Olympics Day Six: Aiming For Gold

The weather was not that nice in Rio yesterday and a lot of crowds were slightly lacking numbers as the rain beat down onto arenas and seats. It did not make things too tricky for the archers and the water polo players did not seem to mind but it did see the rowing getting cancelled.

Today will hopefully be a better one and give outdoor sports competitors more people to watch them and the organisers a chance to hand out a few more medals. It may even be good enough for the first Olympic golf event since 1904 to go undisrupted on its first day.

As always we’ll be updating you on all the action throughout the day so be sure to pop back and keep refreshing and remember if you are looking for a certain sport they are divided, and if needs be subdivided into events or match, to make it easier to find.

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Current covered sports ordering; Swimming, Volleyball, Track Cycling, Archery, Water Polo, Rowing

Swimming

The first session of the day at the Olympic aquatic centre has heats for four events. There will be semi-finals and four finals happening in the evening session.

Men’s 50m Freestyle

This is a really fast paced event and some swimmers will only breath once down the entire lane so the commentary here will be very limited. We will likely be looking at 21 seconds to make the semi-finals.

Heats

17:02– The first of eleven heats gets the event underway and Hoxha of Albania wins in just under 23 seconds.

17:04 – Sylvester (Vincent and The Grenedines) wins heat two in less than 26 seconds.

17:07 – Augustine II (Micronesia) finishes the third heat fastest.

17:08 – Hilal (Tanzania) gets the win in heat four with a personal best of 23.7 seconds.

17:11 – Niane (Senegal) wins the fifth heat in 23.6 seconds.

17:13 – Hong Kong’s Jeffery finishes heat sixth in 22.4 seconds. Ryan (Ireland) finishes third in 23.8 seconds.

17:15 – Heat seven is won Tjon-A-Joe (Suriname) in 22.2 seconds.

17:17 – It is Yu (China) that gets the crown for heat eight in 22.2 seconds.

17:19 – The first of the seeded heats, the ninth one to leave the blocks, is won by Mcevoy (Australia) in 21.8 seconds. Four swimmers manage under 22 seconds.

17:21 – Heat ten sees Adrian (USA) touch the wall in 21.6 seconds ahead of Ervin (USA) and Proud (GB). 

17:23 – The last heat, number eleven, has two Brazilians in and the defending Olympic champion Manaudou (France). Govorov (Ukraine) wins the race ahead of the Frenchman in 21.4 Seconds.

17:25 – Govorov goes through as fastest qualifier for the semi-finals ahead of Adrian and Ervin. Proud also makes it through to the next round.

Semi-Finals

02:05 – The first heat ends with Manaudou (France) winning in the same time that gave him the world championship win just ahead of Adrian (USA).

02:13 – Govorov (Ukraine) finishes the second heat just hundreds of a second ahead of Ervin (USA). 

02:14 – Brazil’s Fratus makes it into the final alongside Ben Proud (GB).

Women’s 200m Breaststroke

Final

02:15 – The swimmers head out of the call room and includes British swimmers Tutton and Renshaw as well as Efimova (Russia) and the world record holder Pedersen (Denmark).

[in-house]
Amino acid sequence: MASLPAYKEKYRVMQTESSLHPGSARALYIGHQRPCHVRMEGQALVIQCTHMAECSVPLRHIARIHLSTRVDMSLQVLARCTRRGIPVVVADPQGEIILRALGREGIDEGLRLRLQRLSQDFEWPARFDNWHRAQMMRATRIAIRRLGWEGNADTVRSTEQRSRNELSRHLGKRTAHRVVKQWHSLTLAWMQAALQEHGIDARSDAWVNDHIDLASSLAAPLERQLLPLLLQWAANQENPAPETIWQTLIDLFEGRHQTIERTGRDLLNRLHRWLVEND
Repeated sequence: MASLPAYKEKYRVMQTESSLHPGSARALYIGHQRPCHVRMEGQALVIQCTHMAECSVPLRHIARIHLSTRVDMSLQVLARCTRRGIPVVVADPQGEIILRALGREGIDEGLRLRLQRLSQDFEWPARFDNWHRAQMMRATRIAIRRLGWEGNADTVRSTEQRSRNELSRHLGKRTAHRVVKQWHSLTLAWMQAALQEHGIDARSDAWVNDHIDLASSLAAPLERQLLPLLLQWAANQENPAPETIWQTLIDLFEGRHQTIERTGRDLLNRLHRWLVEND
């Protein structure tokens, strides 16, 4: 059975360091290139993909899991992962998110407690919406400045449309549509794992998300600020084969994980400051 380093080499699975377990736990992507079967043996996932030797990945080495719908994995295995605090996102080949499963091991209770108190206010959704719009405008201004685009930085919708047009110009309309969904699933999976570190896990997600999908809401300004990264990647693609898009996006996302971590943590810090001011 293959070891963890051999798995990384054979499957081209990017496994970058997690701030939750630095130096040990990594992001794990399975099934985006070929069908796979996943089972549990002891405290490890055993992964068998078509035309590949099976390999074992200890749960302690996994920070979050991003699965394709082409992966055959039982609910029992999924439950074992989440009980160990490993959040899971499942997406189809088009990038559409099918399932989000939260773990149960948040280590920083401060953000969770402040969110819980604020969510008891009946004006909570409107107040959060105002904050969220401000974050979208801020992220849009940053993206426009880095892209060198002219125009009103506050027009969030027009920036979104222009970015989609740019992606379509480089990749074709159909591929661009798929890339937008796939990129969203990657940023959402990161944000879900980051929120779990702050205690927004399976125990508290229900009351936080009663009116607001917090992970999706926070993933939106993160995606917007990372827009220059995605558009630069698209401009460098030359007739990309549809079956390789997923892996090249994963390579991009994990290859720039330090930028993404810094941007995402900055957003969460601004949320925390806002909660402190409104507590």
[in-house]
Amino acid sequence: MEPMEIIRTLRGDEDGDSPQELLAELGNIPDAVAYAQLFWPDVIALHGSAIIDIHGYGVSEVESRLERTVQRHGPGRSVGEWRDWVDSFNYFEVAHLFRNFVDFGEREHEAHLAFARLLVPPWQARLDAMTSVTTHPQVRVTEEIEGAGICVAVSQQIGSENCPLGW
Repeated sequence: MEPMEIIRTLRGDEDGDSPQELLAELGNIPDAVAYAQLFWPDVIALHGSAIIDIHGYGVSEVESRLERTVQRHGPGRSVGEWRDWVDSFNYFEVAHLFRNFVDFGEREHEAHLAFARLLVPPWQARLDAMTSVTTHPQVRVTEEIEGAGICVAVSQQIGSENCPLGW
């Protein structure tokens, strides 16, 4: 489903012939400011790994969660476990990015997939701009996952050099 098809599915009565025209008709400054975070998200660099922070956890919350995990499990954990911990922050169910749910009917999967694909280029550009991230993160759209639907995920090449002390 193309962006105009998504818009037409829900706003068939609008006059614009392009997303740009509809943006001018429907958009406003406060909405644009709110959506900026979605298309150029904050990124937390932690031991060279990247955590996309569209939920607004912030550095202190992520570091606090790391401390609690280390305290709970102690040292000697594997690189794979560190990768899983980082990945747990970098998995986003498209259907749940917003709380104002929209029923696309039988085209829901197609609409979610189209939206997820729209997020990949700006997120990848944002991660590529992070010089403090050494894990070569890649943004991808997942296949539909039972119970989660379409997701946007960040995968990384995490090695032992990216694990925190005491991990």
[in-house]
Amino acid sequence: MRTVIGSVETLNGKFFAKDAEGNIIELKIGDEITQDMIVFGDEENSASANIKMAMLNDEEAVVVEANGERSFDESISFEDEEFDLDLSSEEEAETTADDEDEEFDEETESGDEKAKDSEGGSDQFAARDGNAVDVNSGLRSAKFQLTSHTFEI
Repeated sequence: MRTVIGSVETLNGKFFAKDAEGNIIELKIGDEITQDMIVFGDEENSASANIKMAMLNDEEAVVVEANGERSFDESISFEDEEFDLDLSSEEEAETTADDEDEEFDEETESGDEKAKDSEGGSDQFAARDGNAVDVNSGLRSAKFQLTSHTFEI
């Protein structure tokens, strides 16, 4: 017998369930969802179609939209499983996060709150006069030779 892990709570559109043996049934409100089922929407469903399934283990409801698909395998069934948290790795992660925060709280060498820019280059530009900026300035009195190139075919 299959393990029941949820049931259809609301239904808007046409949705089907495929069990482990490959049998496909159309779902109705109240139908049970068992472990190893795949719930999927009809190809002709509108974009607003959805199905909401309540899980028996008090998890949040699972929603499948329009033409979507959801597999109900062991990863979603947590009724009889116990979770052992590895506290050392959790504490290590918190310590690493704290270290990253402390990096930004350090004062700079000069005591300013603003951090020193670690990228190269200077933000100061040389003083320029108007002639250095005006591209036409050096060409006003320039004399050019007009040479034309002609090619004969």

02:18 – At the 100m mark Mckeown (Australia) turns at the wall first.

02:19 – Kaneto (Japan) turns first with 50m left to go as the swimmers all start to notch up their speed.

02:20 – The Japanese swimmer gets silver, Efimova gets silver and China’s Shi that gets bronze.

Men’s 200m Backstroke

Final

02:23 – Pebley (USA), Rylov (Russia) and Larkin (Australia) take part in this final and start to come out to the poolside.

02:27 – They push off the wall and get underway. The German Diener has the best start in lane eight.

02:28 – America’s Murphy hits the final 50m turn first ahead of Larkin.

02:29 – Murphy wins gold, Larkin gets silver and Rylov gets bronze. They all managed one minute and 53 second finishes.

Women’s 200m Backstroke

Semi-Finals

02:32 – Seebohm (Australia) and Graf (Germany) take part in the first semi-final.

02:37 – Fesikova (Russia) hits the quarter mark first. Caldwell (Canada) hits first at the half way and three quarter point.

02:38 – Caldwell eases off at the end of the rest to do enough to get first and a place in the final without pushing her body that little bit too far.

02:40 – The second semi-final includes ‘Iron Lady’ Hosszu (Hungary), IOC member Coventry (Zimbabwe) that handed out medals at a ceremony last night and world record holder Franklin (USA).

02:46 – Hosszu (Hungary) hits the 50m and 100m turns first just behind world record pace.

02:47 – The Hungarian gets the fastest time in the world this year ahead of Dirado (USA) and Hocking (Australia). Coventry, the 31 year old Zimbabwean that has won at a previous Olympics, swims fast enough to qualify for the final as well.

Men’s 200m Individual Medley

Final

03:06 – Hagino (Japan), Wallace (GB) and Pereira (Brazil) take part in the final of this but they will have to get past world record holder Lochte (USA) and Olympic record holder Phelps (USA) to have any chance of a medal.

03:09 – The race that the Baltimore Ravens are pausing their American Football game for is underway.

03:11 – Phelps wins the 200m IM gold, for the fourth consecutive Olympics, just outside getting a new record. Hagino gets silver and Shun (China) gets bronze. Lochte ends up in the middle of the pack and outside the medals by some distance.

Women’s 100m Freestyle

Final

03:27 – The Australian Campbell sisters take on Oleksiak (Canada) and Weitzeil (USA).

03:30 – Cate Campbell hits the wall first after 50m ahead of world record pace.

03:31 – Manuel (USA) gets gold with an Olympic record and shares it with the 16 year old Oleksiak as they get the same time. The American is the first black woman to win a gold medal in an Olympic swimming pool.

Women’s 800m Freestyle